My name is Graeme Burk. Put simply, I tell stories for a living.
Well, it probably doesn’t seem like that. I work in communications. I write non-fiction books and (sometimes) screenplays and fiction. I produce podcasts. All of those things have clearly delineated job titles and descriptions.
And yet… at the end of the day, what I really do is tell stories.
I tell stories about people, about fictional worlds (both invented by myself and others) and about communities. And I work to help others tell their stories in different ways.
This website is a way for me to talk about some of the different ways I’ve told stories over the past 20 years or so. And to offer to help you tell stories, if you like.
I’ve been creating, writing, editing and producing podcasts since 2013. Mostly this has been producing Reality Bomb, an acclaimed podcast about the TV series Doctor Who. However, I have branched out into other areas as well. I am currently developing a long-form documentary podcast.
Doctor Who Magazine called Reality Bomb “A show with aspirations towards the quality of National Public Radio”. It’s a monthly 60-90 minute show with multiple segments including interviews, spoken word, comedy, music and more with a remit to explore Doctor Who fandom in a diverse and thought-provoking way. I’ve hosted and co-produced this with two incredibly talented people: Alex Kennard and Joy Piedmont.
Deeper Cuts is a music podcast with a simple premise: everyone has an album that was important to them at some time in their life. On this podcast, my brilliant friends Shannon Dohar and Rob Jones and myself revisit an album that was important to one of us at a particular time, and we discuss whether the album holds up now. Along the way, we talk about the ways music is important. I hosted the first three-or-so seasons and continue to edit it and co-produce it along with Shannon and Rob
THE DAY THE CLOSED MY HIGH SCHOOL (Coming soon!)
I am currently developing a six-part documentary series that looks back on an event that changed me and several of my friends: the closure of my high school in 1989. It’s a coming of age story, set against the backdrop of local politics… and everything that comes with high school.
I am the co-author of a series of popular guides to the TV series Doctor Who published by ECW press and wrote a biography of Doctor Who’s creator (and pioneering producer/executive at the NFB, CBC and the BBC), Sydney Newman. Here’s some of the work I’ve done:
Who Is The Doctor (with Robert Smith?) (2012)
An episode guide to the modern series of Doctor Who that covers every episode of the series starting the return of the show in 2005 all the way through to finale to the sixth season, The Wedding of River Song. We also provide a potted history of Doctor Who and discuss all kinds of behind the details and assorted trivia. Neil Gaiman was sent the proofs and wrote back, “Damn you Burk and Smith?, I have just lost four hours to your blasted book. And I only meant to glance at it. Nightmarishly more-ish.” That blurb made my decade.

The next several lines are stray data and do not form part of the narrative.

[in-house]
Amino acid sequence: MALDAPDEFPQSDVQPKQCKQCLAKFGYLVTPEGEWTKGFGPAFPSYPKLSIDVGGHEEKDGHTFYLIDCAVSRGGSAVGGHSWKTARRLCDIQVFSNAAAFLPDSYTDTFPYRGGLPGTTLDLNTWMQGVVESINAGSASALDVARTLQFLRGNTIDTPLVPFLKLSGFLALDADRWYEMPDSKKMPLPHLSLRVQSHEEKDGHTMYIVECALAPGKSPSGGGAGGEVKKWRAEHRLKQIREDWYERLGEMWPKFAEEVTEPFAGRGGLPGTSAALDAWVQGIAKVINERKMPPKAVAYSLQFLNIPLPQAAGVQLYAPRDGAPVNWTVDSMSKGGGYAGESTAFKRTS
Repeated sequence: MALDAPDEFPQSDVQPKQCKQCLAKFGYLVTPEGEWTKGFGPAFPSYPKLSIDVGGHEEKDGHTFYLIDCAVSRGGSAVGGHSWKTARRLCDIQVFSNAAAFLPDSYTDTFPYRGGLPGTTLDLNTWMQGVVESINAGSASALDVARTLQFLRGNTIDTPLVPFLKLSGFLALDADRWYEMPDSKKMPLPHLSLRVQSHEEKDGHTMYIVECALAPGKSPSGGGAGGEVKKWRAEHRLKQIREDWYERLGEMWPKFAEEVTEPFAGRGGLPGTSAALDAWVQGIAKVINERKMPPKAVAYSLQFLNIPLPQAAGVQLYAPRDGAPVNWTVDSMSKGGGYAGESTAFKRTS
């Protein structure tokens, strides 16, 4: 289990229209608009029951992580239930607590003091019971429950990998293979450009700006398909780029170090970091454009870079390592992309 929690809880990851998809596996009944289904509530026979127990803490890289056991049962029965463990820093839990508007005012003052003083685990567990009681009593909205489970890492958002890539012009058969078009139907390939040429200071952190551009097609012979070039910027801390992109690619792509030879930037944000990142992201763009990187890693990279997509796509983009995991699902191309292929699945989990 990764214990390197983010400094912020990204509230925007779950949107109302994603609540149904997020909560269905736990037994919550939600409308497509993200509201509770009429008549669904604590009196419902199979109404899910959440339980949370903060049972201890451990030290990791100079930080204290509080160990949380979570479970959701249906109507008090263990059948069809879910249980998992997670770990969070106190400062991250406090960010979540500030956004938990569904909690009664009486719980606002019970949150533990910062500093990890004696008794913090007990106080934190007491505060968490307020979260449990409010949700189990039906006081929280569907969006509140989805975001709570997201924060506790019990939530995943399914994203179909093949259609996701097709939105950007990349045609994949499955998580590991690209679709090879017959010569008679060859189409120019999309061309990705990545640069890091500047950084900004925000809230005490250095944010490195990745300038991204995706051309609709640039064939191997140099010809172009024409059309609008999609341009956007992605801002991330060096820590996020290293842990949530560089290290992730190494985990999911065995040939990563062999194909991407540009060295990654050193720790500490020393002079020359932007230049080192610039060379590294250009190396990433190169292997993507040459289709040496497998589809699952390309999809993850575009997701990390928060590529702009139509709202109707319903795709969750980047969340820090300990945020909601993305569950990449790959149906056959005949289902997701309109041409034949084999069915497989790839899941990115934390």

Who’s 50: The 50 Doctor Who stories to watch before you die (with Robert Smith?) (2013)
Our follow-up to Who Is the Doctor had us coming up with a list of 50 Doctor Who stories from TV (classic and modern) we thought a fan should watch (not necessarily the best, but ones they ought to know) and telling the history of Doctor Who along the way. (I’m immensely proud of the work we did telling the story around the cancellation and rebirth of Doctor Who.) The book was being printed the weekend Peter Capaldi was cast, and we literally stopped the presses to add that detail to the book! This was arguably our most popular book. It’s probably my favourite.
The Doctors Are In: The essential and unofficial guide to Doctor Who’s greatest Time Lord (with Robert Smith?) (2015)
Our third guide to Doctor Who took the tact of rather than being a guide to Doctor Who episodes, it would be a guide to each Doctor and try and do a character study for each incarnation of the character. It has some great moments (the sections on the fifth and sixth Doctors in particular), but it’s probably my least favourite of our guide books.
Head of Drama – The Memoir of Sydney Newman (annotations and biography) (2017)
My publisher ECW Press received the unpublished manuscript of Sydney Newman’s memoirs which he wrote shortly before his death. I was asked if I could edit them and annotate them and maybe add a short piece. But reading it became clear that Newman’s incredible time at the BBC as Head of Drama was glossed over; and his role in creating Doctor Who was hardly mentioned. Plus, it stopped with his return to Canada in 1969, leaving nothing said about his controversial tenure as the head of the National Film Board of Canada in the 1970s. I pitched to ECW that I write an a supplementary biography to append to the memoir (in the end, it took up about a third of the book!) To their credit, ECW agreed to it (and paid me for it!) so I went to Britain to the BBC’s archives and Library and Archives Canada in Ottawa and put together what I humbly believe is one of the most comprehensive accounts of Newman’s role in the creation of Doctor Who (and his attempt to get creator credit in the 1980s).
Who Is The Doctor 2 (with Robert Smith?) (2020)
Dr. Smith? and myself got the band back together one more time with a sequel to Who Is The Doctor. This book covers Series 6 through 11 of the modern version of Doctor Who (along with the 50th anniversary specials and some one-offs). This book took a long time to write (partially because it was delayed while Doctor Who itself was delayed at various junctures!) but I think Robert and my review of Day of the Doctor (and to a lesser extent Journey to the Centre of the TARDIS) may be among my very favorite of our reviews.
If you think I can be of some assistance with your storytelling, or if you just want to talk… feel free to reach out to me by email.